In simple terms, this film’s a triumph before the projector had even flickered on. The only time I’ve seen Seagal on the big screen is in the hallmark Orange adverts he did a few years ago, as I was too young for either his Golden or his Silver age. Only by sheer dint of fortune did my teenage self have the prescience of mind to steel well bloody clear of Exit Wounds, Ticker, or Half Past Dead. Robert Rodriguez’s Machete heralds the first time in (count ’em) eight years that the Big Man is back on the Big Screen, and being one of about 6 people in the world for whom the man is still a draw in his own right, well I’d be an idiot to miss it. The fact that the film’s a pastiche grindhouse film about Danny Trejo wielding various cutting tools of assorted sizes, well, that’s just a bonus.
The good news is that Seagal’s actually in it. This isn’t some half-a-day-on-set, calling-in-a-favour cameo that Schwarzenegger disappointed audiences with in The Expendables, no no. Seagal fills the boots of the ‘Evil Drug Lord’ Cortez with his ample frame, albeit by way of comically wobbly Meh-E-Co styled accent. A good heft of his screen presence is as the mastermind a Skype call away from the dirty work, and that mostly involves his big and surprisingly square mug leering from a laptop while he’s surrounded by nubile young things in bikinis. Recently dismissed sex trafficking charges aside, I’m sure this is a persona our man feels no acrimony in putting about. Even beyond the webcams Seagal looms large, mostly to throw taunts at poor susceptible Danny Trejo, and at the end to actually throw himself around in some vicious machete-on-katana duelling action. In a move contrary to established Seagalian convention, it doesn’t end well for our man, but he leaves with a smile on his face, and some ripe lines too boot. I couldn’t have been happier.
As for the rest of the film, well that doesn’t do quite so much to surprise and delight, despite grand promises to that effect. It certainly has its moments, and the endless conveyor belt of recognisable cameos intertwine with some frankly baffling events: Lindsey Lohan gets naked, before donning a nun’s habit; Robert De Niro dances around his best efforts of a George W. Bush impression; Don ‘Miami Vice’ Johnson hunts illegal immigrants with a rifle; Jessica Alba sort of gets naked for no good reason at all; Cheech (but not Chong) appears as foul-mouthed priest with a shotgun; Tom Savini rocks up, shooting from the hip, but not with his patented cock-and-ball-gun.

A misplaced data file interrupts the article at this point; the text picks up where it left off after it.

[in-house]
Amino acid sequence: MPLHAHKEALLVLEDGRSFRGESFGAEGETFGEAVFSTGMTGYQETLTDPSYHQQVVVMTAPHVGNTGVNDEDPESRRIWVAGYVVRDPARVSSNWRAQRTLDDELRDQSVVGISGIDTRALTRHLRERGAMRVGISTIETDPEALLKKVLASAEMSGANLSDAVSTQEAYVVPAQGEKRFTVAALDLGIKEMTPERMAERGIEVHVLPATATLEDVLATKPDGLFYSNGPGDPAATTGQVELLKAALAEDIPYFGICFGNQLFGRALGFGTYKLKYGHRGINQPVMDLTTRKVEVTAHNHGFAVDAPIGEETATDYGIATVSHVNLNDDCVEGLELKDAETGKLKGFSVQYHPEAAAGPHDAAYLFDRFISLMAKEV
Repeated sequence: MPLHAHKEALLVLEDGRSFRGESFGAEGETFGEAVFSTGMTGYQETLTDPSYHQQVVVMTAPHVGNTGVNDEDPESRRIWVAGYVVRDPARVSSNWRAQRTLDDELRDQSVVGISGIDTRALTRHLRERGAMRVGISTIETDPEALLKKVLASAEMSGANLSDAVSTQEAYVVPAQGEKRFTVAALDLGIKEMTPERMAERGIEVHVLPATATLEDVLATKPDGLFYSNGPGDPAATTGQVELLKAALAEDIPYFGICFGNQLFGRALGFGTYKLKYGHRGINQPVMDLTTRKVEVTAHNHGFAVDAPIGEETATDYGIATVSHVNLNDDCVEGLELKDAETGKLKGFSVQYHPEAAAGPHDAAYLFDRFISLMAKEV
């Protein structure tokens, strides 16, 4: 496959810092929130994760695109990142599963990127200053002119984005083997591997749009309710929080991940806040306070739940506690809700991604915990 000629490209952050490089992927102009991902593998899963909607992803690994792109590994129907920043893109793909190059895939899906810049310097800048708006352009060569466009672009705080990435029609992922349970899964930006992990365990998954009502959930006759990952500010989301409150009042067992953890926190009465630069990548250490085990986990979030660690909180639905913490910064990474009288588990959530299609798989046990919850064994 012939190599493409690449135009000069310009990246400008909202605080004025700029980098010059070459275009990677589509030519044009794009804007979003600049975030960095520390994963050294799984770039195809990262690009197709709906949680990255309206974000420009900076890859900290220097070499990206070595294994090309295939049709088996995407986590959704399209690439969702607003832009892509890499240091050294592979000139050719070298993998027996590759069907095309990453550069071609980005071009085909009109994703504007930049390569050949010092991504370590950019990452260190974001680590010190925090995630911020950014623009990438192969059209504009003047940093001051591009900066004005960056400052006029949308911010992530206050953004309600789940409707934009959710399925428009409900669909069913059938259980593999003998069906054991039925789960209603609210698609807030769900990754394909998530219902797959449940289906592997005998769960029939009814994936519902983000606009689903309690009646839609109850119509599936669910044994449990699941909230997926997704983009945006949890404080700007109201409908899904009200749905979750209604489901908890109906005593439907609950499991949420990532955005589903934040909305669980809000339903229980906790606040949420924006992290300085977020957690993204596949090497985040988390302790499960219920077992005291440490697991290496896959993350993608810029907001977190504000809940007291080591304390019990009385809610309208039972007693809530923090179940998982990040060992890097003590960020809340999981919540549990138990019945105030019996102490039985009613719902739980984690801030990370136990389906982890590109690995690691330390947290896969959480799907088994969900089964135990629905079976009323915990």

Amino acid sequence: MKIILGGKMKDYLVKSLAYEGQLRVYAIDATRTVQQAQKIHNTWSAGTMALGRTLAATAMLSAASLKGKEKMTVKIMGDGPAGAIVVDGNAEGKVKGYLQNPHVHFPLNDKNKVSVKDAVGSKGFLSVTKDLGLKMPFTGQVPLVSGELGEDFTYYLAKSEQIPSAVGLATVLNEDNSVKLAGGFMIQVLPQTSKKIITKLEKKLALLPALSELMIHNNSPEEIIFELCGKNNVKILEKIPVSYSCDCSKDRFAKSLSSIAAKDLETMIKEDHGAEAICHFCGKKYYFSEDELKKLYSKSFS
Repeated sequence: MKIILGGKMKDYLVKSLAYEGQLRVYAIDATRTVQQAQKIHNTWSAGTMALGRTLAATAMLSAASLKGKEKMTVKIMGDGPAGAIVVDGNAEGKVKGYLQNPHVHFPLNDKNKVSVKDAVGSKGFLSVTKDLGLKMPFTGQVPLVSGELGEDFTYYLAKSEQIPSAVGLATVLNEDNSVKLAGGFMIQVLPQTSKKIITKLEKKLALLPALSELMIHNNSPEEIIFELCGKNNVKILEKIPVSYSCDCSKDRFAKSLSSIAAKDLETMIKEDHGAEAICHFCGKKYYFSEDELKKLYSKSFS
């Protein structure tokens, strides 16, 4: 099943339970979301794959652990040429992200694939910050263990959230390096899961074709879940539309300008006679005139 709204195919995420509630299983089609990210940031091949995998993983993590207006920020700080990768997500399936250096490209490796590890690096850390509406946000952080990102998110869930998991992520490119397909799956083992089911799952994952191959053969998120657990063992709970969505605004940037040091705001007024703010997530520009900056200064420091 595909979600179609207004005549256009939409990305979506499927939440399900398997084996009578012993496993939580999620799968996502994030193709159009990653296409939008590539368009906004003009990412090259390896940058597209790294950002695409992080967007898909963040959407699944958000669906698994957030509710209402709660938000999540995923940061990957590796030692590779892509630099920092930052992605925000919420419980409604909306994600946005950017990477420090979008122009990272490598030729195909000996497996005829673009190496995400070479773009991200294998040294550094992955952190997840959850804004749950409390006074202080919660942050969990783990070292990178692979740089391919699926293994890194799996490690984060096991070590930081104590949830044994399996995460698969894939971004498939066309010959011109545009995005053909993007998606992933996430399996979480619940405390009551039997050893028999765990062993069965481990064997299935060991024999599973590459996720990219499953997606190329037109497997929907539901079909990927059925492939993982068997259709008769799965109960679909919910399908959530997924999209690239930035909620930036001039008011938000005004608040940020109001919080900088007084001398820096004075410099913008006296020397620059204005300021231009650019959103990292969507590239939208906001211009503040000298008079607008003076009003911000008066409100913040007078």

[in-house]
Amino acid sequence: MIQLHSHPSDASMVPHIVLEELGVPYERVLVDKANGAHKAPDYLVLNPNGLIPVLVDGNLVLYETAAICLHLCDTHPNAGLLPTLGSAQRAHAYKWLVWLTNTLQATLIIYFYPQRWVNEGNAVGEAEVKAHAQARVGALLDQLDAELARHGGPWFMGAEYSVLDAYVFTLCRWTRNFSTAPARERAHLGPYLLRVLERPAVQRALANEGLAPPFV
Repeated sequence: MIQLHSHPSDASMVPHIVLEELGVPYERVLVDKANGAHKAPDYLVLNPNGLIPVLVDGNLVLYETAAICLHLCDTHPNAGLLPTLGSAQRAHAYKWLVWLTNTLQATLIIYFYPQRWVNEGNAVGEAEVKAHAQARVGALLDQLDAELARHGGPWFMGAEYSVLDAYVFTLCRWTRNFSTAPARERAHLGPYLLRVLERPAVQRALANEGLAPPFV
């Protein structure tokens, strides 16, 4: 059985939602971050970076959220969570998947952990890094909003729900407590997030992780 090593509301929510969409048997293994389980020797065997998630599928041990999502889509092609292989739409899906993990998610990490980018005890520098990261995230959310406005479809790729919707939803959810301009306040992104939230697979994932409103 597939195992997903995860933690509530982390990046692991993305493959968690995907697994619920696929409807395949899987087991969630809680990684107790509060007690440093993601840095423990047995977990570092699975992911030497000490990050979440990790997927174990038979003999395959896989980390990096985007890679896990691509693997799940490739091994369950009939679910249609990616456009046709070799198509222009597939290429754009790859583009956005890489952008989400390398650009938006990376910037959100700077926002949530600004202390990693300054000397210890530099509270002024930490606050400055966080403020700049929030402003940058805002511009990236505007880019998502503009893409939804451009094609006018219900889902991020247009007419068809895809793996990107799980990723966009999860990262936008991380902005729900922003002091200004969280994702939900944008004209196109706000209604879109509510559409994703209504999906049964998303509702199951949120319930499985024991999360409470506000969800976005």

On paper that might sound like a riot, or an appalling demonstration in crassness, but in practice it’s an exercise in SCREAMING AT THE TOP OF YOUR VOICE for the whole time. Come the rather overblown and somewhat convoluted finale, where every sodding cameo has to make an appearance, well needless to say the film’s gotten rather hoarse. Keeping the bombast of the action permanently at eleven does however hit a few sweet notes, particularly in the dialogue spitting Padre Cheech, as well as in the parody campaign videos put out by De Niro as Bush, which are funny only in matching the insane hyperbole of real-world American political ad campaigns out there. [this clip being a terrifying example for illustrative purposes]
But the film is a long way from satire, and as a piece of exploitation the film also rings sadly hollow. In making an arch imitation of the skid-row, fleapit favourite, Rodriguez seems to be missing two rather simple qualities: Machete is neither cheap nor naff. Despite the time and effort that’s been put in to digitally scuffing-up the film, for all the bearing of breasts and the bursting of over-pumped veins, at no point does it feel grotty or genuinely exploitative. For want of a better missive it doesn’t have any distinct feel at all. Momentarily funny and overblown, but not a lot else, thankfully at least one lumbering part didn’t disappoint.